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The definition of a mutual fund
The Mutual Funds Law (as Revised) (the "Mutual Funds Law") defines a mutual fund (or a hedge fund and between such definitions there is no distinction under Cayman Islands law) as a company, unit trust or partnership that issues equity interests, the purpose or effect of which is the pooling of investor funds with the aim of spreading investor risk and enabling investors to receive profits or gains from the acquisition, holding, management or disposal of investments.
Equity interests are defined as a share, trust unit or partnership interest that carries an entitlement to participate in the profits or gains of the company, unit trust or partnership, as the case may be, and which may be redeemed or repurchased at the option of the investor.
The Mutual Funds Law applies to all open ended funds (funds in which the investors have the right to redeem their interests at their option), except those specifically excluded from regulation.
Types of regulated mutual funds
There are essentially four types of mutual funds that are subject to regulation and supervision under the Mutual Funds Law by the Cayman Islands Monetary Authority (“CIMA”) :-
1. Registered Mutual Funds - Streamlined registration procedures are available for mutual funds where:
(i) the initial minimum equity interest purchasable by an investor is US$100,000; or
(ii) whose equity interests are listed on an approved stock exchange such as the CSX. Registration requires filing the appropriate forms with the Cayman Islands Monetary Authority (“CIMA”) together with a copy of the current offering document, consent letters from the auditors and the administrators and payment of the registration fee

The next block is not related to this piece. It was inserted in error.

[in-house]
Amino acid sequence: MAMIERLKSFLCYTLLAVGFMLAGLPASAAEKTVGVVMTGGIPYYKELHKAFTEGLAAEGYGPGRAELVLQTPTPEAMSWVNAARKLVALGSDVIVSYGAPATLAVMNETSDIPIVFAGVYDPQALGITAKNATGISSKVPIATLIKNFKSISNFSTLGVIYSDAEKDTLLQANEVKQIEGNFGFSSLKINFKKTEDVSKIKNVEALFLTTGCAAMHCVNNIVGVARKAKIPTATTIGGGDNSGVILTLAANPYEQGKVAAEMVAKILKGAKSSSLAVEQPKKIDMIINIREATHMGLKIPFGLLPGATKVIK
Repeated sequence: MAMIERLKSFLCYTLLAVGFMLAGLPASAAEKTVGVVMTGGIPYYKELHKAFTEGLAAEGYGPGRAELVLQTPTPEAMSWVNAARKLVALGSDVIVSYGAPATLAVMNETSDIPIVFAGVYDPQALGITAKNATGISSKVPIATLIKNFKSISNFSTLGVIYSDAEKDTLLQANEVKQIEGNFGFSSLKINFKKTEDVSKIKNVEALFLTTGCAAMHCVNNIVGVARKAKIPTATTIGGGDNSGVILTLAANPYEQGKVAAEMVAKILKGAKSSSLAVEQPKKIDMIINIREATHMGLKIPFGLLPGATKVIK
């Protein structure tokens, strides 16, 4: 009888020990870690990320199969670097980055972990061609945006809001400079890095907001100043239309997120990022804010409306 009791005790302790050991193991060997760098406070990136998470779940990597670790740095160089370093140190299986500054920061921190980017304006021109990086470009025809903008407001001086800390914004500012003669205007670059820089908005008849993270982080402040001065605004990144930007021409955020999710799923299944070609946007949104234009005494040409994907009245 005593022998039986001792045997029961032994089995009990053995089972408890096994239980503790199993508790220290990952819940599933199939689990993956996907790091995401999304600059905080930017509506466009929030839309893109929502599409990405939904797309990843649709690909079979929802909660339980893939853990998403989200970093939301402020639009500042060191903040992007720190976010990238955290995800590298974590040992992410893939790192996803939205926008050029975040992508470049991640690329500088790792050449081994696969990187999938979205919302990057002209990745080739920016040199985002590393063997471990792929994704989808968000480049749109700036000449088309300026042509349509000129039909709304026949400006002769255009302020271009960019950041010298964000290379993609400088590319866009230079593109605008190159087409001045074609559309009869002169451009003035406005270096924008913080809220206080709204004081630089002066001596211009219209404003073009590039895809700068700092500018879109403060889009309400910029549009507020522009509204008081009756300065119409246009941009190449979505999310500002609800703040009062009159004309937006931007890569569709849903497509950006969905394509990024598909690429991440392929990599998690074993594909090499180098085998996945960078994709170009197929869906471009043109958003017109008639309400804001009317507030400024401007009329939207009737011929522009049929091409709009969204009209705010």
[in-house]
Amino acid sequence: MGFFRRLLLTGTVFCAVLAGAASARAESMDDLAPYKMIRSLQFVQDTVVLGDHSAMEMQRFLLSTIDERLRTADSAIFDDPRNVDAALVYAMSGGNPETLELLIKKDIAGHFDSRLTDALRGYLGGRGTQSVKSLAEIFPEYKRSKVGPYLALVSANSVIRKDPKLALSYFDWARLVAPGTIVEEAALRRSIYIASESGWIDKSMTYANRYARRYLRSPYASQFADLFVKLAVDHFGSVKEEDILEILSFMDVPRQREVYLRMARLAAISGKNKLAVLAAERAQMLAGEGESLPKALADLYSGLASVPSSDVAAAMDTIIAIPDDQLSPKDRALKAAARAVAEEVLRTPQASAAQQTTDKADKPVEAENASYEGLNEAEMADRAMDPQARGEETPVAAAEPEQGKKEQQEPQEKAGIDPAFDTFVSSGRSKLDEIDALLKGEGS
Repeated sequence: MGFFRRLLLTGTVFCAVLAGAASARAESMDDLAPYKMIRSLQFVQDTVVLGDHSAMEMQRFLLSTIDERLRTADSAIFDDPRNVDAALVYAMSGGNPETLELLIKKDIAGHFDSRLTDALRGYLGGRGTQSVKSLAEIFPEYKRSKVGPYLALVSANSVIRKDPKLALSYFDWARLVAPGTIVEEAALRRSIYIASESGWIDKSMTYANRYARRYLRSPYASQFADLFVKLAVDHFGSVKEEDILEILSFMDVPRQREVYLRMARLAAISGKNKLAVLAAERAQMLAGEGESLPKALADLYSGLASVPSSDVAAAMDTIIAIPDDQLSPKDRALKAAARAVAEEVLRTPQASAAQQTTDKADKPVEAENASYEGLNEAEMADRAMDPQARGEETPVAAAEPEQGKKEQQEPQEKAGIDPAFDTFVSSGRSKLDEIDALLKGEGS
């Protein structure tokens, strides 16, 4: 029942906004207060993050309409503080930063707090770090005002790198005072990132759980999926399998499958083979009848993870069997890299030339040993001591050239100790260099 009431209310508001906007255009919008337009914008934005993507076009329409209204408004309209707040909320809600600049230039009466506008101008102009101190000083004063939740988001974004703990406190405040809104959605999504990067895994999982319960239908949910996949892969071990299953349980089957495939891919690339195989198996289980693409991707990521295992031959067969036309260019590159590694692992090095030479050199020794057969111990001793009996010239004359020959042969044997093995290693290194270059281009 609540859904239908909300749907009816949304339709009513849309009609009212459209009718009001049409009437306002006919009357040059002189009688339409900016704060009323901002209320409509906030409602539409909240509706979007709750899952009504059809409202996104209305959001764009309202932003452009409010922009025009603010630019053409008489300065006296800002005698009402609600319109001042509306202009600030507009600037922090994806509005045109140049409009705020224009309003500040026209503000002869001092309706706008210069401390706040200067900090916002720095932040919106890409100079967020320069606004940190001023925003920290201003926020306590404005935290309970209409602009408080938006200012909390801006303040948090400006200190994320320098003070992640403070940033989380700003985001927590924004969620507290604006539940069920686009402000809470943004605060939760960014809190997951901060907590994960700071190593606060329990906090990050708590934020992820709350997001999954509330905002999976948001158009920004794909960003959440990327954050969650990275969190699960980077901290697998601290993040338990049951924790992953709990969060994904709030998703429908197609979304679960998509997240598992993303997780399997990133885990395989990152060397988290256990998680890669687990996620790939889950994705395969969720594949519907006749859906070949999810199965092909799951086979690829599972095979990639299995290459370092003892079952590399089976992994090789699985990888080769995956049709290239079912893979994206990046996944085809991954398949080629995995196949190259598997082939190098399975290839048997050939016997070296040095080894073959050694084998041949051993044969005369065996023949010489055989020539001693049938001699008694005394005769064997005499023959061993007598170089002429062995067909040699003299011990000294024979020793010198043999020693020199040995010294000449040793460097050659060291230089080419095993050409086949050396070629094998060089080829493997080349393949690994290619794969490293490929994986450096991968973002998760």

Where the fund is not a registered mutual fund and is not excluded from regulation, it must either apply for a mutual fund licence or apply to be regulated as an administered mutual fund
2. Licensed Mutual Funds – A mutual funds licence is suitable for retail funds with a large and reputable promoter who does not intend to appoint a Cayman Islands administrator. In order to obtain a mutual fund licence, the fund is required to:
(i) file and keep on file with CIMA a current copy of the fund’s offering document
(ii) maintain a registered office in the Cayman Islands (or if a trust, a licensed trust company acting as trustee)
(iii) appoint a reputable administrator which need not be a Cayman Islands administrator
(iv) submit evidence to CIMA showing the soundness of the promoter, the expertise of the administrator and that the directors are fit and proper persons
CIMA provides maintains principal supervisory oversight of the fund.
3. Administered Mutual Funds - To be regulated as an administered mutual fund, the fund must appoint a Cayman Islands licensed Mutual Fund Administrator to provide its principal office in the Cayman Islands. Although a majority of the supervisory functions which are performed by CIMA for licensed mutual funds such as verifying the reputation and suitability of the promoter and the administrator and ensuring compliance with the Mutual Funds Law is carried out by the Cayman Islands administrator, CIMA maintains a general supervisory and enforcement role with respect to administered mutual funds.
4. Non-Cayman Islands Funds – Funds that are established or incorporated outside of the Cayman Islands but whose management or administration is provided in the Cayman Islands may be required to be registered in the Cayman Islands. If a corporate mutual fund is subject to regulation under the Mutual Funds Law it must first register as a foreign company under the Companies Law (as Revised) to be licensed or registered as a mutual fund.